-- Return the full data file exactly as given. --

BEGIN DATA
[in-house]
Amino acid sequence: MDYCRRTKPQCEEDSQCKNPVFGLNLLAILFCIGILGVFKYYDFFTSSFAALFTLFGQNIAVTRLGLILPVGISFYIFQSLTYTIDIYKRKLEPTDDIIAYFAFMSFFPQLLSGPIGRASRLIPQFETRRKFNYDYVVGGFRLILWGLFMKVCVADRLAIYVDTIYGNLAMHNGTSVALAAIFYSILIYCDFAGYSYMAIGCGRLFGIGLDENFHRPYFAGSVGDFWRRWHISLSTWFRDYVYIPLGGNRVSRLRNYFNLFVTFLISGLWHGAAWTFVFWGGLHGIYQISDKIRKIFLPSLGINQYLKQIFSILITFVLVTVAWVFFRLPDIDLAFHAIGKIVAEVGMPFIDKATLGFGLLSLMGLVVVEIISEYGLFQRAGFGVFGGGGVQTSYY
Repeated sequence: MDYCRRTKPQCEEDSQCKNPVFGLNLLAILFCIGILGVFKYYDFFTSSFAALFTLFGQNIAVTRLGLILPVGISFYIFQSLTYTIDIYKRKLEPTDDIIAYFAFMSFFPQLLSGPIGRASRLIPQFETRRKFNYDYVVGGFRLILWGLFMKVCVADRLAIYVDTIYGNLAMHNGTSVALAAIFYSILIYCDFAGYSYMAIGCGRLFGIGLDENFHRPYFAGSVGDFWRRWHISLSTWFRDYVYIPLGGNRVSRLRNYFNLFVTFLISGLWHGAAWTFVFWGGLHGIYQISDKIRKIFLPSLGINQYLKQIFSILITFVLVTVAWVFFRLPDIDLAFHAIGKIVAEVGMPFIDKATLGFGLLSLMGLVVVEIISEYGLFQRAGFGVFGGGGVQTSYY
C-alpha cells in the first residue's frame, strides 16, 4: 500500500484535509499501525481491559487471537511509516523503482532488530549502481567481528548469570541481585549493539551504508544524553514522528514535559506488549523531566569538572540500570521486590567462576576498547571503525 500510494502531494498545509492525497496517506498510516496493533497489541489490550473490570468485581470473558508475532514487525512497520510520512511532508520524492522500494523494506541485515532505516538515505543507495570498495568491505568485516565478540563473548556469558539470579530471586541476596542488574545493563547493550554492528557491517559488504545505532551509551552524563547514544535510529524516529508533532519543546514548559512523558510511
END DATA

[in-house]
Amino acid sequence: MDYCRRTKPQCEEDSQCKNPVFGLNLLAILFCIGILGVFKYYDFFTSSFAALFTLFGQNIAVTRLGLILPVGISFYIFQSLTYTIDIYKRKLEPTDDIIAYFAFMSFFPQLLSGPIGRASRLIPQFETRRKFNYDYVVGGFRLILWGLFMKVCVADRLAIYVDTIYGNLAMHNGTSVALAAIFYSILIYCDFAGYSYMAIGCGRLFGIGLDENFHRPYFAGSVGDFWRRWHISLSTWFRDYVYIPLGGNRVSRLRNYFNLFVTFLISGLWHGAAWTFVFWGGLHGIYQISDKIRKIFLPSLGINQYLKQIFSILITFVLVTVAWVFFRLPDIDLAFHAIGKIVAEVGMPFIDKATLGFGLLSLMGLVVVEIISEYGLFQRAGFGVFGGGGVQTSYY
Repeated sequence: MDYCRRTKPQCEEDSQCKNPVFGLNLLAILFCIGILGVFKYYDFFTSSFAALFTLFGQNIAVTRLGLILPVGISFYIFQSLTYTIDIYKRKLEPTDDIIAYFAFMSFFPQLLSGPIGRASRLIPQFETRRKFNYDYVVGGFRLILWGLFMKVCVADRLAIYVDTIYGNLAMHNGTSVALAAIFYSILIYCDFAGYSYMAIGCGRLFGIGLDENFHRPYFAGSVGDFWRRWHISLSTWFRDYVYIPLGGNRVSRLRNYFNLFVTFLISGLWHGAAWTFVFWGGLHGIYQISDKIRKIFLPSLGINQYLKQIFSILITFVLVTVAWVFFRLPDIDLAFHAIGKIVAEVGMPFIDKATLGFGLLSLMGLVVVEIISEYGLFQRAGFGVFGGGGVQTSYY
C-alpha cells in the first residue's frame, strides 16, 4: 500500500484535509499501525481491559487471537511509516523503482532488530549502481567481528548469570541481585549493539551504508544524553514522528514535559506488549523531566569538572540500570521486590567462576576498547571503525 500510494502531494498545509492525497496517506498510516496493533497489541489490550473490570468485581470473558508475532514487525512497520510520512511532508520524492522500494523494506541485515532505516538515505543507495570498495568491505568485516565478540563473548556469558539470579530471586541476596542488574545493563547493550554492528557491517559488504545505532551509551552524563547514544535510529524516529508533532519543546514548559512523558510511